A newly developed silicon supercapacitor could allow for the seamless integration of energy storage and microchips (Photo: Vanderbilt University)
Silicon chip with porous surface next to the special furnace where it was coated with graphene to create a supercapacitor electrode (Joe Howell/Vanderbilt)
The porous silicon was insulated by coating it with a thin layer of graphene (Image: Vanderbilt University)
The silicon supercapacitor showed higher energy densities than commercial devices, though they are still a long way from the energy density of lithium-ion batteries (Photo: Vanderbilt University)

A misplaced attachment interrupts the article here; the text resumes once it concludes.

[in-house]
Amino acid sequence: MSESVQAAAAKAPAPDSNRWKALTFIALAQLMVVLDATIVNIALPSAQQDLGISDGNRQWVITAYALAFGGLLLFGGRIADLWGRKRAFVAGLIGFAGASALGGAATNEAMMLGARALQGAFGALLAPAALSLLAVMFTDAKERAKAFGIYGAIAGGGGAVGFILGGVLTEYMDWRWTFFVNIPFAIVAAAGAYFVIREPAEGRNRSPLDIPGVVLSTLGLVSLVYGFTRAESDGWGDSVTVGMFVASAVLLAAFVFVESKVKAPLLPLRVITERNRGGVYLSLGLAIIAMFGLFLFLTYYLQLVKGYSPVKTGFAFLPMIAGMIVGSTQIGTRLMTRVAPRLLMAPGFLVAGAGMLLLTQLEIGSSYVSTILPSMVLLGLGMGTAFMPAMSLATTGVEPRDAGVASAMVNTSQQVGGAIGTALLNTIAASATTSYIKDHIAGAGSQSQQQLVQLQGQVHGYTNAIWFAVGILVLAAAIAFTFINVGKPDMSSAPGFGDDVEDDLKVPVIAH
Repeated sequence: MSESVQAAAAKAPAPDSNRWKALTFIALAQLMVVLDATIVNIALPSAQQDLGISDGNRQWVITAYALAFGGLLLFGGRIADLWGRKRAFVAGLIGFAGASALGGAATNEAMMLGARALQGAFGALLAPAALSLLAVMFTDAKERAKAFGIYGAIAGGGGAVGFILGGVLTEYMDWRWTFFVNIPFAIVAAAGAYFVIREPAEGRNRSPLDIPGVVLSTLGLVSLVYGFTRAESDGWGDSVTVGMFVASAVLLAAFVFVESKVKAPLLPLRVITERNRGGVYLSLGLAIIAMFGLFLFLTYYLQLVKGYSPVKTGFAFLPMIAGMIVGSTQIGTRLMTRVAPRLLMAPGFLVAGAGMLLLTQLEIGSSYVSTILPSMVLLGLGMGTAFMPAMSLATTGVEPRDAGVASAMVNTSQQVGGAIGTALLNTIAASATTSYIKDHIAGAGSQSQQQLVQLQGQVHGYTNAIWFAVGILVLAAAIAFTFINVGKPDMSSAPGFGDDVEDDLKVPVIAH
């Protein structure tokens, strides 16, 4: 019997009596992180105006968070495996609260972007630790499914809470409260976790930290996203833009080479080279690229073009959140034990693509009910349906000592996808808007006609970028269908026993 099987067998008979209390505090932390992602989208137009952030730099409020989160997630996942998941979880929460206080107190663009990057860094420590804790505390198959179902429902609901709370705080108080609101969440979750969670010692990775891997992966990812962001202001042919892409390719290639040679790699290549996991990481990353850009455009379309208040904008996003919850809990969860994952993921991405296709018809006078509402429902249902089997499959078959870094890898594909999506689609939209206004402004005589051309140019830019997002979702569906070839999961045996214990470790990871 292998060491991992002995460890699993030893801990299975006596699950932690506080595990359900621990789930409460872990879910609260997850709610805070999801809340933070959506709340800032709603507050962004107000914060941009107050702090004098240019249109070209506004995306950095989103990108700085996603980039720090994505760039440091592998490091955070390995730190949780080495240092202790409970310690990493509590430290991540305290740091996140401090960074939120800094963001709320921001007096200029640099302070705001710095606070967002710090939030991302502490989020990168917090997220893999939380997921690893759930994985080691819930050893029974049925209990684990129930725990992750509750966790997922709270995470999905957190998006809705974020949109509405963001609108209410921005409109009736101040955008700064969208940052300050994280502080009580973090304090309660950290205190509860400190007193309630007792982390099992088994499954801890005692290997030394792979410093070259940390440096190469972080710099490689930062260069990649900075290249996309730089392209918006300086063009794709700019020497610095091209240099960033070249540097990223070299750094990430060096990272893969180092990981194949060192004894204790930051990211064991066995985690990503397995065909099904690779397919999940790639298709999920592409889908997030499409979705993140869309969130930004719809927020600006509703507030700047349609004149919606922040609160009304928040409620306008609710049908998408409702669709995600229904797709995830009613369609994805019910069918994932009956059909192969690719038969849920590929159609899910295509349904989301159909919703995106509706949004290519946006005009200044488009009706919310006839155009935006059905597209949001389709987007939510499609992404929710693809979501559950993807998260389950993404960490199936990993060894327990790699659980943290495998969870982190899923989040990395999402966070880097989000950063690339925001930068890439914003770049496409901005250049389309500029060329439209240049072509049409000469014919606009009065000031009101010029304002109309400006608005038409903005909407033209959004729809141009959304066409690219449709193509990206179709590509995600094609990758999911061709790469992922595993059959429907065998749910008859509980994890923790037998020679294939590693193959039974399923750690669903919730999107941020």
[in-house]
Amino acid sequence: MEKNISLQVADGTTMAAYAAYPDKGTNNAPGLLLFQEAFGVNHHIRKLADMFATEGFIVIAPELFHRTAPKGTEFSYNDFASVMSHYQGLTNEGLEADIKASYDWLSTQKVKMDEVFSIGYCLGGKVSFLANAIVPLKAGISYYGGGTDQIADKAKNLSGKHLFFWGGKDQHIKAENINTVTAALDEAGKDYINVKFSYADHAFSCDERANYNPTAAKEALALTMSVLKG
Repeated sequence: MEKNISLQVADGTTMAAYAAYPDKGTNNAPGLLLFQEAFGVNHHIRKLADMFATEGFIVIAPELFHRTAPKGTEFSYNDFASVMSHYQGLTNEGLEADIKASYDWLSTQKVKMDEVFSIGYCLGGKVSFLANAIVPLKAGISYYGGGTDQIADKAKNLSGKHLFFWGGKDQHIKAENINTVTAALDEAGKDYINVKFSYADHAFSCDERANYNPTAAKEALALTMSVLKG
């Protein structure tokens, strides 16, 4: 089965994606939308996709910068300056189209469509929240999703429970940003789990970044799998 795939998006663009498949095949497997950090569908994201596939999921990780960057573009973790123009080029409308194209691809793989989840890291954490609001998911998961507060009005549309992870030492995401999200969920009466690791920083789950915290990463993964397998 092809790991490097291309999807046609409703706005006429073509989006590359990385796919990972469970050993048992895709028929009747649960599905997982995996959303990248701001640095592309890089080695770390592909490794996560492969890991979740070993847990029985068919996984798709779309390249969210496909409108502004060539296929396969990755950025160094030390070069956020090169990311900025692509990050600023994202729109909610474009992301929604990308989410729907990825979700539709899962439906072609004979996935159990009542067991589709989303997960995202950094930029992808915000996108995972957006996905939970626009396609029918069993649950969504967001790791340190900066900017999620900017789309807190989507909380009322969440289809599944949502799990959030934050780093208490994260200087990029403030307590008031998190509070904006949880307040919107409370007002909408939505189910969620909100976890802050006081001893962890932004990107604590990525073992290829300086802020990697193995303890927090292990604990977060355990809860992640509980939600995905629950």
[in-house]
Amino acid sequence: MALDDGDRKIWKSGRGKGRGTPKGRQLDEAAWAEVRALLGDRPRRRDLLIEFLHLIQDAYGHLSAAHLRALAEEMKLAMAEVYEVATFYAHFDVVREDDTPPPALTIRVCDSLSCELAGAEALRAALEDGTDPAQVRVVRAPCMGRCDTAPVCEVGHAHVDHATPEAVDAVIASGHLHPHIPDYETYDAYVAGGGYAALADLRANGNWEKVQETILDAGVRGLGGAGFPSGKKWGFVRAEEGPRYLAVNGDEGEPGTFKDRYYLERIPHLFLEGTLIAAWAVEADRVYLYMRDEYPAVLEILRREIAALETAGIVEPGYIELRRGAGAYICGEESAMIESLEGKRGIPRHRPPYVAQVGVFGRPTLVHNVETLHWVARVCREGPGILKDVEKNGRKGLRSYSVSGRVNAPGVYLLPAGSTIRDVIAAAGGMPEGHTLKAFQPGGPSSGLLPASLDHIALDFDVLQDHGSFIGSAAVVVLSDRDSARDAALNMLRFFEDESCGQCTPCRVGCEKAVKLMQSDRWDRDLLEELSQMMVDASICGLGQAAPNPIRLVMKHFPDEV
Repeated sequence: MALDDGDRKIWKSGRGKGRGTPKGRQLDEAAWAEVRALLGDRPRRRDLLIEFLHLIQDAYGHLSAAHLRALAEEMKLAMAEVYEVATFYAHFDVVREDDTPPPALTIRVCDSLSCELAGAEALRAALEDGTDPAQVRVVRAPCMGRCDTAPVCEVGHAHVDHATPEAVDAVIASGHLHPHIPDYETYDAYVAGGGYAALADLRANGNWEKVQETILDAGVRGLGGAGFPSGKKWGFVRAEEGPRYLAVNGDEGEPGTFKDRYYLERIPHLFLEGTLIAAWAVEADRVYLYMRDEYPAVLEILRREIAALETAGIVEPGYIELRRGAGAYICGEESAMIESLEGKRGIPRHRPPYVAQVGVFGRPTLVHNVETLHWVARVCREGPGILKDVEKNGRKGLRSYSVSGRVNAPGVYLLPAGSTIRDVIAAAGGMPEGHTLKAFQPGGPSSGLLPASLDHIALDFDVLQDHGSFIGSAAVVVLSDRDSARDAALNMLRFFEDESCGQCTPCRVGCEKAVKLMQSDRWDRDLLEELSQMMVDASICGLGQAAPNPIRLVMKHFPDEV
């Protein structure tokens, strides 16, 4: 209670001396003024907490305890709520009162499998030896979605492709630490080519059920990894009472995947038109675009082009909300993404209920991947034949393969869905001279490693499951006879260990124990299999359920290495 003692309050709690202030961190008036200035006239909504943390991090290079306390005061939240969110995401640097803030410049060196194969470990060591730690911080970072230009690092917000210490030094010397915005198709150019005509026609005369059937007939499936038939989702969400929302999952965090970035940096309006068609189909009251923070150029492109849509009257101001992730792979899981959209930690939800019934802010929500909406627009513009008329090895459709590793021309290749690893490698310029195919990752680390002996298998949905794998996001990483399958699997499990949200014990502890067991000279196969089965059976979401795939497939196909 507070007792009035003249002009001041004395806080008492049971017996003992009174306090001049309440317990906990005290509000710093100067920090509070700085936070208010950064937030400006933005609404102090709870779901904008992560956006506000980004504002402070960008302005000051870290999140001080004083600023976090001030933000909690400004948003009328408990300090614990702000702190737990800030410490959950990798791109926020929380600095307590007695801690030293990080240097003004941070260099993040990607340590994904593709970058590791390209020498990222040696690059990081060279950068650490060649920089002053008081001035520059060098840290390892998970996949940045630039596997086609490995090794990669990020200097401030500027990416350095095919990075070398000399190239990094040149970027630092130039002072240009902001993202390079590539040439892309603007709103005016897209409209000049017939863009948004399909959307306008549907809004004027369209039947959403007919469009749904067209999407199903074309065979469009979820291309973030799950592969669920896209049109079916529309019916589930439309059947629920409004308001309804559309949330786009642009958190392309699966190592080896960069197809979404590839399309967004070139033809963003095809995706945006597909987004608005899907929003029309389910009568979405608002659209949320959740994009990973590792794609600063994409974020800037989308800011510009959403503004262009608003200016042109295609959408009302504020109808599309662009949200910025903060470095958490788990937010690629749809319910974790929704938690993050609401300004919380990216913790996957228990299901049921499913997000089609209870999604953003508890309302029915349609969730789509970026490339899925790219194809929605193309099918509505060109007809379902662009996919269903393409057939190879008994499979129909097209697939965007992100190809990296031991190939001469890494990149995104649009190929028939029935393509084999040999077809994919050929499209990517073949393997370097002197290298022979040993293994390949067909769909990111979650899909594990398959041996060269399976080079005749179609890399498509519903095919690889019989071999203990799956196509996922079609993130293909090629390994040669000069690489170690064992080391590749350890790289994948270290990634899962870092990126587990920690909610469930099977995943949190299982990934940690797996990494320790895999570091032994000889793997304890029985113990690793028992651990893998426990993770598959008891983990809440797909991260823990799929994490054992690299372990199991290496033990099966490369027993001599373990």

On the left, the electrolyte used in the supercapacitor; in the middle, the furnace that was used to deposit graphene; on the right, a silicon supercapacitor (Photo: Landon Oakes/Vanderbilt University)
A team of researchers at the Vanderbilt University in Nashville, Tennessee has designed a supercapacitor made primarily of silicon that has shown much improved power density over its commercially available alternatives. The advance could allow for interesting integration of battery technology in everyday electronics, from solar cells to smartphones.
Other Images from this Gallery